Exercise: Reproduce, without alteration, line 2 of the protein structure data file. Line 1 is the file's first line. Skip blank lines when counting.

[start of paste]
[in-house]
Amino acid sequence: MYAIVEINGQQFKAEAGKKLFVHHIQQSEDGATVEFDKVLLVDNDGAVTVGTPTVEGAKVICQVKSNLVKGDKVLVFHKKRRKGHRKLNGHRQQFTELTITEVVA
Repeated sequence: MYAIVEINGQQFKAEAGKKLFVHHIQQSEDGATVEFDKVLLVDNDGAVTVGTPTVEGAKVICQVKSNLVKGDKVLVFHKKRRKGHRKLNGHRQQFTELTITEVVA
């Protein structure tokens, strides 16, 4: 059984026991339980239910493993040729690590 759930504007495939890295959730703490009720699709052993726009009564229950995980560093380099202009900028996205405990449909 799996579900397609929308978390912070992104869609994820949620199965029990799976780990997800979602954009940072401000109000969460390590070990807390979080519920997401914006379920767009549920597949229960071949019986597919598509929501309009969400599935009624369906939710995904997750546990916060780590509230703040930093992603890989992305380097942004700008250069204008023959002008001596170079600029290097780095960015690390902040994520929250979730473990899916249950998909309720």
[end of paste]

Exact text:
Amino acid sequence: MYAIVEINGQQFKAEAGKKLFVHHIQQSEDGATVEFDKVLLVDNDGAVTVGTPTVEGAKVICQVKSNLVKGDKVLVFHKKRRKGHRKLNGHRQQFTELTITEVVA